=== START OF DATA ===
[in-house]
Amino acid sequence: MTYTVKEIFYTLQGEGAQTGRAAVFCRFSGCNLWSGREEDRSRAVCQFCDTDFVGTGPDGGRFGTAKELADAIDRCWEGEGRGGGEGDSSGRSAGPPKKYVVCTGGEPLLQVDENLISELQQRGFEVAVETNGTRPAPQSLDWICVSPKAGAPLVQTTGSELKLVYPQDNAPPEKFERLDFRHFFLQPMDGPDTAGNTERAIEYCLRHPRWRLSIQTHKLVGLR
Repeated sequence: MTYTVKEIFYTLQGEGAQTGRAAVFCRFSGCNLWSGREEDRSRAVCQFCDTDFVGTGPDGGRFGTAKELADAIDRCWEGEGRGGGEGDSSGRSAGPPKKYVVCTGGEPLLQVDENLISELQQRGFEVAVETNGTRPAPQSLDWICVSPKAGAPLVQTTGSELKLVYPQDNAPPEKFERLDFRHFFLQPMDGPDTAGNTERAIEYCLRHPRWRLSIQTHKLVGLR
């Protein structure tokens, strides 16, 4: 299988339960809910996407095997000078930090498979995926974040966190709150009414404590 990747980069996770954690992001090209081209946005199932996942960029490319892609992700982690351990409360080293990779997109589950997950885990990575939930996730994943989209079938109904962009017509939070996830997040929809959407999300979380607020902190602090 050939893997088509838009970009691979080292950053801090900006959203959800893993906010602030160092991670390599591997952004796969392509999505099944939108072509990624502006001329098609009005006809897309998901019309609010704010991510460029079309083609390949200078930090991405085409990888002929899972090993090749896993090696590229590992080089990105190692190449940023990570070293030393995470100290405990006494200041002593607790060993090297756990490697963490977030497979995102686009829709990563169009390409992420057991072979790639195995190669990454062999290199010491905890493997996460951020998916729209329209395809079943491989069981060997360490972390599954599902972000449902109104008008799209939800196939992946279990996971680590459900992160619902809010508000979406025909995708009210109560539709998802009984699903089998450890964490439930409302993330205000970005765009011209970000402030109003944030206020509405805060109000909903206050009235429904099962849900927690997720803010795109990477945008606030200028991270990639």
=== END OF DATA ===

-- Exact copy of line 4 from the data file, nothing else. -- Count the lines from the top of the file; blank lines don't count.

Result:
């Protein structure tokens, strides 16, 4: 299988339960809910996407095997000078930090498979995926974040966190709150009414404590 990747980069996770954690992001090209081209946005199932996942960029490319892609992700982690351990409360080293990779997109589950997950885990990575939930996730994943989209079938109904962009017509939070996830997040929809959407999300979380607020902190602090 050939893997088509838009970009691979080292950053801090900006959203959800893993906010602030160092991670390599591997952004796969392509999505099944939108072509990624502006001329098609009005006809897309998901019309609010704010991510460029079309083609390949200078930090991405085409990888002929899972090993090749896993090696590229590992080089990105190692190449940023990570070293030393995470100290405990006494200041002593607790060993090297756990490697963490977030497979995102686009829709990563169009390409992420057991072979790639195995190669990454062999290199010491905890493997996460951020998916729209329209395809079943491989069981060997360490972390599954599902972000449902109104008008799209939800196939992946279990996971680590459900992160619902809010508000979406025909995708009210109560539709998802009984699903089998450890964490439930409302993330205000970005765009011209970000402030109003944030206020509405805060109000909903206050009235429904099962849900927690997720803010795109990477945008606030200028991270990639």